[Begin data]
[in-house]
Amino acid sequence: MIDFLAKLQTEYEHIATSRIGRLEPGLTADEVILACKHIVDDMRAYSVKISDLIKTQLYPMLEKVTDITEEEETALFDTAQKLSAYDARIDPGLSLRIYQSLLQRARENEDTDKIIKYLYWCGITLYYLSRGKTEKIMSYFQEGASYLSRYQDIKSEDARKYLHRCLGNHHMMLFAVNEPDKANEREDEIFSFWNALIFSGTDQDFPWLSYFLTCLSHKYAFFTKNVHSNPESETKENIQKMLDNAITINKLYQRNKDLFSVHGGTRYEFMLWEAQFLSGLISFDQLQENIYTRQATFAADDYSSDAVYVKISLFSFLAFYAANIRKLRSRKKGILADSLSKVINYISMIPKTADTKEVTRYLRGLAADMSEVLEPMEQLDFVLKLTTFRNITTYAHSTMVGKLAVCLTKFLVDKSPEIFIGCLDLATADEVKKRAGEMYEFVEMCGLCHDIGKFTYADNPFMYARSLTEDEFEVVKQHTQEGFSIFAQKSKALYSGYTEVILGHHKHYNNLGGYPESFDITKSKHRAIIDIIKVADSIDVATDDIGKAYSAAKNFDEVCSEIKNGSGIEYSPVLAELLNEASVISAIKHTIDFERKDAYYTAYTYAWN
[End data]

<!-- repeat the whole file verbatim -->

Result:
[in-house]
Amino acid sequence: MIDFLAKLQTEYEHIATSRIGRLEPGLTADEVILACKHIVDDMRAYSVKISDLIKTQLYPMLEKVTDITEEEETALFDTAQKLSAYDARIDPGLSLRIYQSLLQRARENEDTDKIIKYLYWCGITLYYLSRGKTEKIMSYFQEGASYLSRYQDIKSEDARKYLHRCLGNHHMMLFAVNEPDKANEREDEIFSFWNALIFSGTDQDFPWLSYFLTCLSHKYAFFTKNVHSNPESETKENIQKMLDNAITINKLYQRNKDLFSVHGGTRYEFMLWEAQFLSGLISFDQLQENIYTRQATFAADDYSSDAVYVKISLFSFLAFYAANIRKLRSRKKGILADSLSKVINYISMIPKTADTKEVTRYLRGLAADMSEVLEPMEQLDFVLKLTTFRNITTYAHSTMVGKLAVCLTKFLVDKSPEIFIGCLDLATADEVKKRAGEMYEFVEMCGLCHDIGKFTYADNPFMYARSLTEDEFEVVKQHTQEGFSIFAQKSKALYSGYTEVILGHHKHYNNLGGYPESFDITKSKHRAIIDIIKVADSIDVATDDIGKAYSAAKNFDEVCSEIKNGSGIEYSPVLAELLNEASVISAIKHTIDFERKDAYYTAYTYAWN